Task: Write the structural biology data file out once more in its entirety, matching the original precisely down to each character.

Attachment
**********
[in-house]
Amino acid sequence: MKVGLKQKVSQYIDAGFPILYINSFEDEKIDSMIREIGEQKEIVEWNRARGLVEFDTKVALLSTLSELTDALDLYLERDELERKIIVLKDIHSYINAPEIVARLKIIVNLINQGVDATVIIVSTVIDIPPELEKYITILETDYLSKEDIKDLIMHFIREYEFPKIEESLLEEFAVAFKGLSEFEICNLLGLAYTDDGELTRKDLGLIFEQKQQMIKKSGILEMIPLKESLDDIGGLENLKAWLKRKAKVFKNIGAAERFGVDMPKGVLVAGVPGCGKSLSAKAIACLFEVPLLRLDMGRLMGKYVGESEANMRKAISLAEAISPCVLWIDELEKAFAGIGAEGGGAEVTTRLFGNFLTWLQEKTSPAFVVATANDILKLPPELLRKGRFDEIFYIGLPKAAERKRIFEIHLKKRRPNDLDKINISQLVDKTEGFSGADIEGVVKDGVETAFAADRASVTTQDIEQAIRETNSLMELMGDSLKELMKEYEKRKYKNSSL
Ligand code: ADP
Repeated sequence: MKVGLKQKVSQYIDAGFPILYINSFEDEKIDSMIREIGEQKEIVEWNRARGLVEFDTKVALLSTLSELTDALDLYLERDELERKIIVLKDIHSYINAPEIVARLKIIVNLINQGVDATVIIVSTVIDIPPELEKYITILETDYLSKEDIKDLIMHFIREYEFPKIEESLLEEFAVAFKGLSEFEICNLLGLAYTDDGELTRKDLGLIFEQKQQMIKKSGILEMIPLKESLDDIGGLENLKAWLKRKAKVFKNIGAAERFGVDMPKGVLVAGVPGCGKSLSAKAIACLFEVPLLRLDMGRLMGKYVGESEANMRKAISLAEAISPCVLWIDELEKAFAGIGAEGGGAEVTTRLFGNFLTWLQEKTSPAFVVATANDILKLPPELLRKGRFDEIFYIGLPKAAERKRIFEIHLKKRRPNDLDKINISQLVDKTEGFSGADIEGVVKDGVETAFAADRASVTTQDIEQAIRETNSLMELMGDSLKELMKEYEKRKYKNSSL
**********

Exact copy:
[in-house]
Amino acid sequence: MKVGLKQKVSQYIDAGFPILYINSFEDEKIDSMIREIGEQKEIVEWNRARGLVEFDTKVALLSTLSELTDALDLYLERDELERKIIVLKDIHSYINAPEIVARLKIIVNLINQGVDATVIIVSTVIDIPPELEKYITILETDYLSKEDIKDLIMHFIREYEFPKIEESLLEEFAVAFKGLSEFEICNLLGLAYTDDGELTRKDLGLIFEQKQQMIKKSGILEMIPLKESLDDIGGLENLKAWLKRKAKVFKNIGAAERFGVDMPKGVLVAGVPGCGKSLSAKAIACLFEVPLLRLDMGRLMGKYVGESEANMRKAISLAEAISPCVLWIDELEKAFAGIGAEGGGAEVTTRLFGNFLTWLQEKTSPAFVVATANDILKLPPELLRKGRFDEIFYIGLPKAAERKRIFEIHLKKRRPNDLDKINISQLVDKTEGFSGADIEGVVKDGVETAFAADRASVTTQDIEQAIRETNSLMELMGDSLKELMKEYEKRKYKNSSL
Ligand code: ADP
Repeated sequence: MKVGLKQKVSQYIDAGFPILYINSFEDEKIDSMIREIGEQKEIVEWNRARGLVEFDTKVALLSTLSELTDALDLYLERDELERKIIVLKDIHSYINAPEIVARLKIIVNLINQGVDATVIIVSTVIDIPPELEKYITILETDYLSKEDIKDLIMHFIREYEFPKIEESLLEEFAVAFKGLSEFEICNLLGLAYTDDGELTRKDLGLIFEQKQQMIKKSGILEMIPLKESLDDIGGLENLKAWLKRKAKVFKNIGAAERFGVDMPKGVLVAGVPGCGKSLSAKAIACLFEVPLLRLDMGRLMGKYVGESEANMRKAISLAEAISPCVLWIDELEKAFAGIGAEGGGAEVTTRLFGNFLTWLQEKTSPAFVVATANDILKLPPELLRKGRFDEIFYIGLPKAAERKRIFEIHLKKRRPNDLDKINISQLVDKTEGFSGADIEGVVKDGVETAFAADRASVTTQDIEQAIRETNSLMELMGDSLKELMKEYEKRKYKNSSL